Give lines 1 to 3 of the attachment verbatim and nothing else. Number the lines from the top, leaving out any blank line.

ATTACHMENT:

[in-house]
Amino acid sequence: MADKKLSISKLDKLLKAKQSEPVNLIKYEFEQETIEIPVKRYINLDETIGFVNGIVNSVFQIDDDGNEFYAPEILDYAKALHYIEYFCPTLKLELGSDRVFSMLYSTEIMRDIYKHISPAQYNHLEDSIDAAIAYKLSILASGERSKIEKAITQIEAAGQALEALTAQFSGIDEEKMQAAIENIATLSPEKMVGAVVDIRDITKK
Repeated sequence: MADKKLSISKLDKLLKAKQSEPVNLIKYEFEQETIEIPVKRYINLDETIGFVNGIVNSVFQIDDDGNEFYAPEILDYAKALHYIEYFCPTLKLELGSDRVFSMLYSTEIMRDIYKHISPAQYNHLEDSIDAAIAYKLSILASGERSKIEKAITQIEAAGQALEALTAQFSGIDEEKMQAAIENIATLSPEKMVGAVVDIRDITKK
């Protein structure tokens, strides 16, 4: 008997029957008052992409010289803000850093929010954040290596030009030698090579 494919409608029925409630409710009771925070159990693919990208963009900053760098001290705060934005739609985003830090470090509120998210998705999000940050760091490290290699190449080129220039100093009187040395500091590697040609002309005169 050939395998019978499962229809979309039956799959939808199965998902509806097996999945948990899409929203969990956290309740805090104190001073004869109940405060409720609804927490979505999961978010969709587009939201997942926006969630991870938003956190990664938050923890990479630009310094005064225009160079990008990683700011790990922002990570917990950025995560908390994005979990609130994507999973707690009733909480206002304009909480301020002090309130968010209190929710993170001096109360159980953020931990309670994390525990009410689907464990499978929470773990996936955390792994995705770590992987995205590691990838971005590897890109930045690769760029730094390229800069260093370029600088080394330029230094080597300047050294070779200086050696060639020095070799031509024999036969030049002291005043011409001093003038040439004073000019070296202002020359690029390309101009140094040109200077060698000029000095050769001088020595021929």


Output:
[in-house]
Amino acid sequence: MADKKLSISKLDKLLKAKQSEPVNLIKYEFEQETIEIPVKRYINLDETIGFVNGIVNSVFQIDDDGNEFYAPEILDYAKALHYIEYFCPTLKLELGSDRVFSMLYSTEIMRDIYKHISPAQYNHLEDSIDAAIAYKLSILASGERSKIEKAITQIEAAGQALEALTAQFSGIDEEKMQAAIENIATLSPEKMVGAVVDIRDITKK
Repeated sequence: MADKKLSISKLDKLLKAKQSEPVNLIKYEFEQETIEIPVKRYINLDETIGFVNGIVNSVFQIDDDGNEFYAPEILDYAKALHYIEYFCPTLKLELGSDRVFSMLYSTEIMRDIYKHISPAQYNHLEDSIDAAIAYKLSILASGERSKIEKAITQIEAAGQALEALTAQFSGIDEEKMQAAIENIATLSPEKMVGAVVDIRDITKK